- HDF5 in other databases (JSON example)
- Other Databases in HDF5 (JSON example)
- Exercise

### Packages Required

This tutorial will require Python 2.7, IPython 0.12+, NumPy 1.5+, and PyTables 2.3+. `ViTables`_ and MatPlotLib are also recommended. These may all be found in Linux package managers. They are also available through EPD or easy_install. ViTables may need to be installed independently. [http://vitables.org/]

## Advanced Matplotlib - *Ryan May*

### Bio

Ryan May is a Software Engineer at Enterprise Electronics Corporation and a Doctoral student in the School of Meteorology at the University of Oklahoma. His primary interest in Python is for its application for data visualization and for rapid development and testing of signal processing techniques for weather radar applications. He has also been a developer for the Matplotlib project since 2008, giving an introductory Matplotlib tutorial at SciPy 2010. Among Ryan's contributions to Matplotlib are improvements to its spectral analysis routines, wind barb support (for the meteorological community), and, most recently, simplified support for creating and saving animations.

### Description

Matplotlib is one of the main plotting libraries in use within the scientific Python community. This tutorial covers advanced features of the Matplotlib library, including many recent additions: laying out axes, animation support, Basemap (for plotting on maps), and other tweaks for creating aesthetic plots. The goal of this tutorial is to expose attendees to several of the chief sub-packages within Matplotlib, helping to ensure that users maximize the use of the full capabilities of the library. Additionally, the attendees will be run through a "grab-bag" of tweaks for plots that help to increase the aesthetic appeal of created figures. Attendees should be familiar with creating basic plots in Matplotlib as well as basic use of NumPy for manipulating data.

### Outline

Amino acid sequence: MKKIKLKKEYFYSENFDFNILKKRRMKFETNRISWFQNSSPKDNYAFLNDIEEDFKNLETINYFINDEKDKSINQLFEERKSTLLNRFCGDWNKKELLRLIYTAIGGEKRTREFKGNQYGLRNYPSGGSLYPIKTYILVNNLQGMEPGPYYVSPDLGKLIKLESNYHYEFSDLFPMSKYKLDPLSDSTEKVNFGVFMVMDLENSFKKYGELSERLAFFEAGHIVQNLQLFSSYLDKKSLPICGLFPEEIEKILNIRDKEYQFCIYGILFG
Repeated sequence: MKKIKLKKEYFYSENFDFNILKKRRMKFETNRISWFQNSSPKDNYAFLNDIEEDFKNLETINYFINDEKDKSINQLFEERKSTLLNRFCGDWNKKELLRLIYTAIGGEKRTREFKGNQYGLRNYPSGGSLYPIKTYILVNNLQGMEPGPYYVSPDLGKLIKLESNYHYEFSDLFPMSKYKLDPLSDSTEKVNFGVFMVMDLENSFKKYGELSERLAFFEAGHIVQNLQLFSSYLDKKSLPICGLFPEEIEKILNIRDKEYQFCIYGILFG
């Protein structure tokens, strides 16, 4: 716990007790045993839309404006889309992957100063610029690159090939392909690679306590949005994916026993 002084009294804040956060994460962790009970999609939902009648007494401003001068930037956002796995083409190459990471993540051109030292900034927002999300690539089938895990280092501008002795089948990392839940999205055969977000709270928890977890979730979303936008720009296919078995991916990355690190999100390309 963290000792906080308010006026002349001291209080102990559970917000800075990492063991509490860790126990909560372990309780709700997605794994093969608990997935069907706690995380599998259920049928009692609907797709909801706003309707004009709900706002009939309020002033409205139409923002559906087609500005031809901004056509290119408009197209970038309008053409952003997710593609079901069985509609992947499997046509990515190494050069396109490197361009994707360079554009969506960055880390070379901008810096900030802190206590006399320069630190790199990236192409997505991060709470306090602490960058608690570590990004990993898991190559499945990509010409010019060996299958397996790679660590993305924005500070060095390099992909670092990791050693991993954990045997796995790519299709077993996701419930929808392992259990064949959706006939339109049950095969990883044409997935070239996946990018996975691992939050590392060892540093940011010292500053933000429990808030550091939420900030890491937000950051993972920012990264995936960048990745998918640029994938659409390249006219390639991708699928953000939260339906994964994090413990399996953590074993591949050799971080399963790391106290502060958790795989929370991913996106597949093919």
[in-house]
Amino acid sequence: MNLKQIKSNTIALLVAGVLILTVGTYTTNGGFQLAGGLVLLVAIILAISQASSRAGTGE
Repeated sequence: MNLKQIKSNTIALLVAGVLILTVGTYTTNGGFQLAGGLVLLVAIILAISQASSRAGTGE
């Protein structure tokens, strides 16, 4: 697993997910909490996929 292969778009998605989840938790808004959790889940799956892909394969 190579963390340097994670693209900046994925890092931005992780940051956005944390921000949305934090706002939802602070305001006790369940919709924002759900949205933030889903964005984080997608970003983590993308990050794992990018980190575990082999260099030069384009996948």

- Basemap (45 minutes)
- Explain basics of Basemap with regard to projections
- Using a basemap instance to project lat/lon points
- Basemap support for maps
- Explain Basemap's wrapping of wrapping plot methods
- Exercise: Scatter plot of point data on map
- Exercise: Plotting information from shape files

- Animations (1 hour)
- Show basic draw() loop example and the problems
- Can't resize
- Can't interact

- Solution 1: Callback-based using only generic timer object
- Introduce artist animation
- Exercise: Animate a scatter plot of random data

- This works, but can be inefficient...FuncAnimation
- Eliminates need to create multiple artists
- Show example that sets array data
- Then just go full procedurally generated data
- Exercise: Create a line plot with data from a function

- Show saving movie files

- Show basic draw() loop example and the problems
- Axes Layouts (1 hour)
- plt.subplots()
- sharing axes/labels
- tight_layout()
- Exercise: Create common axes with nice spacing, eliminating superfluous labels as well as problems with overlapping text
- AxesGrid, ImageGrid, AnchoredArtist
- Exercise: Use image grid to create image plots with shared colorbars and labelled subplots (labelled with text boxes for a,b,c, etc.)
- Cover more advanced features of axesgrid/imagegrid
- More complex layouts
- Nested layouts
- Inset axes

- Tweaks for Aesthetic plots (45 minutes)
- Drop shadows on boxes
- Advanced legends with proxy artists
- hatching, line width, other graphics properties
- Exercise: Take a plot and make it look much better with a few tweaks
- Drop shadow on legend with rounded corners
- Move from outside axes title to an AnchoredArtist based text box at the top of the plot
- Improve scatter plot legend using proxy artists

### Packages Required

Matplotlib 1.1.0 (May need to bump if another release comes out), Basemap, Numpy. ffmpeg/mencoder would optionally be used to save animations as movie files.

Attendees need to have Matplotlib and Basemap installed. EPDFree is a good start, since matplotlib is included. Instructions for installing Basemap can be found at:

If needed, instructions for installing Matplotlib are located at: